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State approves $39M weapons sale to Ukraine
The State Department has informally notified Congress that it approved a potential $39 million sale of Javelin anti-tank missiles to Ukraine, a congressional aide confirmed to The Hill.
The approval was first reported by Bloomberg, which said a formal announcement could come later Tuesday. The aide told The Hill a formal announcement should come "soon."
The sale covers 150 Javelin missiles and 10 missile launchers, the aide said.
The approval of the sale comes as House Democrats pursue an impeachment inquiry into President Trump, in part over his handling of U.S. military aid to Ukraine.
The Javelins are separate from almost $400 million in aid that was held up earlier this year, but they have still come under scrutiny after they were mentioned in the July call between Trump and Ukrainian President Volodymyr Zelensky that's at the center of the impeachment inquiry.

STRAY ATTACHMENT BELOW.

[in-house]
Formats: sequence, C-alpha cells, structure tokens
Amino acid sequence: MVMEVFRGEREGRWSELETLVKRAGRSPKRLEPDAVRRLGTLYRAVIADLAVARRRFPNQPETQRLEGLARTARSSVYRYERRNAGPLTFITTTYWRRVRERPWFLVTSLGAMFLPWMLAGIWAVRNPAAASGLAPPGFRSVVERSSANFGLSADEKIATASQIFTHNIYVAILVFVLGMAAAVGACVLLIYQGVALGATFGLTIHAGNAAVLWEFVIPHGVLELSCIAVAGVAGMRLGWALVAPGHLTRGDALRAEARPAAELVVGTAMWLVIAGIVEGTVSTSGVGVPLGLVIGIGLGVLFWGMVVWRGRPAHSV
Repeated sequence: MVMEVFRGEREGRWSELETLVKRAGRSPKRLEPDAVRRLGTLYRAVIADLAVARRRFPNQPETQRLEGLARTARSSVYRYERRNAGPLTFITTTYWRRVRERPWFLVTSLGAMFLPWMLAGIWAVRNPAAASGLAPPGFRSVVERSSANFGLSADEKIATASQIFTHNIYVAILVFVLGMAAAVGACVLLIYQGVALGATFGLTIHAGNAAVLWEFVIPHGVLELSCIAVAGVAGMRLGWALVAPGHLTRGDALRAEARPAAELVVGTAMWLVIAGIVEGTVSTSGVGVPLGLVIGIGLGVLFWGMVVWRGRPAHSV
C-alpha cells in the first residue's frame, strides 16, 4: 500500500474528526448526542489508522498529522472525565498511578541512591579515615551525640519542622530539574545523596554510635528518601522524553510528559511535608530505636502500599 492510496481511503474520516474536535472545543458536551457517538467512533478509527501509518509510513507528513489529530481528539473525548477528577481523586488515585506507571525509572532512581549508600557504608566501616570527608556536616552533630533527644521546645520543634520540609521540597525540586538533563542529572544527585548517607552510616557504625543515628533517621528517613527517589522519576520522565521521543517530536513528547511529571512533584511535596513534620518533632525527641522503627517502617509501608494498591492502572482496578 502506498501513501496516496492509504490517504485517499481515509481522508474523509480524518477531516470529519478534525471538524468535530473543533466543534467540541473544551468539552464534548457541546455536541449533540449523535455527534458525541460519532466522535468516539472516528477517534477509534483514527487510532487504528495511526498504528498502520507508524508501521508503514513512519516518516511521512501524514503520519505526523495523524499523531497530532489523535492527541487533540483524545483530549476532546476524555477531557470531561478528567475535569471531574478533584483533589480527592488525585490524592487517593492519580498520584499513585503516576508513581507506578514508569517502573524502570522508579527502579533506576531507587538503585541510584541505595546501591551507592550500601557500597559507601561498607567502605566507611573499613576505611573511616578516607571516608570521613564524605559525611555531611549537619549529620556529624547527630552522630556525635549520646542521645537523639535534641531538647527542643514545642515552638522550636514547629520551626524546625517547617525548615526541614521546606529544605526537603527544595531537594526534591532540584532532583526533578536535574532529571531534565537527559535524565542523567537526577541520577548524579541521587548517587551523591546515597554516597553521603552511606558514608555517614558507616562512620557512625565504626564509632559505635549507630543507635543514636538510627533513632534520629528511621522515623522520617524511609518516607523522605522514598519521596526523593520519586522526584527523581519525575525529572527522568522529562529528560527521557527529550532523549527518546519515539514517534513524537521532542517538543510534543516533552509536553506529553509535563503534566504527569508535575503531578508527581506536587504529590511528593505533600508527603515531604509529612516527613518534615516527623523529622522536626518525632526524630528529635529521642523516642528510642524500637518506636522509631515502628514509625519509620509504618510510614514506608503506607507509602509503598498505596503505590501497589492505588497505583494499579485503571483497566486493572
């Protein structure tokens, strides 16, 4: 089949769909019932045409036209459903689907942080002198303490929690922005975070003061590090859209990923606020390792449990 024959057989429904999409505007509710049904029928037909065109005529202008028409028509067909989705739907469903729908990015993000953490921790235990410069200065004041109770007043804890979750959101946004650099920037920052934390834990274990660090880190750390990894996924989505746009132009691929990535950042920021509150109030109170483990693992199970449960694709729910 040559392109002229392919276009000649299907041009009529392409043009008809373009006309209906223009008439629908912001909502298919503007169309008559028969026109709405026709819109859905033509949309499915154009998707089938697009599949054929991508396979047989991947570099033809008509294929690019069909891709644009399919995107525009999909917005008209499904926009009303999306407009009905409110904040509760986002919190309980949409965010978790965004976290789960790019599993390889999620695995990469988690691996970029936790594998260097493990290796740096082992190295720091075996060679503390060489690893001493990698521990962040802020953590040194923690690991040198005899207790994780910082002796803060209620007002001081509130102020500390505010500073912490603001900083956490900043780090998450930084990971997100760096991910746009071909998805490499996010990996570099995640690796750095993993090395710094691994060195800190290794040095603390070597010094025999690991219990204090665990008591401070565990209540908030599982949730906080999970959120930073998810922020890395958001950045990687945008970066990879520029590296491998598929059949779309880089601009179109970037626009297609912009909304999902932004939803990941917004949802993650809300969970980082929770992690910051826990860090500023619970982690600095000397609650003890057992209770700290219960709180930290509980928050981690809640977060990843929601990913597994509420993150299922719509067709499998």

A State Department official declined to comment to The Hill ahead of the formal announcement.
Democrats are probing whether Trump pressured Ukrainian leaders to investigate former Vice President Joe Biden, who is leading Trump in several 2020 polls, and his son, as alleged in a whistleblower complaint.
Among the questions is whether Trump held up military aid to Ukraine, which is battling Russian-backed separatists, as leverage.
About $400 million in aid for Ukraine approved by Congress was held up over the summer before being released Sept. 11.
Trump has acknowledged holding up the money, but has alternately said he did so because of concerns about corruption or because he believes Europe is not contributing enough to Ukraine.
The United States first sold Ukraine more than 200 Javelin missiles and related equipment in 2018.
In the July call, Zelensky told Trump his country was almost ready to buy more Javelins, according to a rough transcript of the call released by the White House last week.
Immediately after Zelensky mentioned the Javelins, according to the rough transcript, Trump said, "I would like you to do us a favor though" and asked Zelensky to look into CrowdStrike, a U.S.-based internet security company that initially examined the breach of the Democratic National Committee's servers in 2016.
On the call, Trump also asked Zelensky to work with his personal attorney Rudy Giuliani and Attorney General William Bar to investigate Biden's role in the firing of a Ukrainian prosecutor, according to the transcript.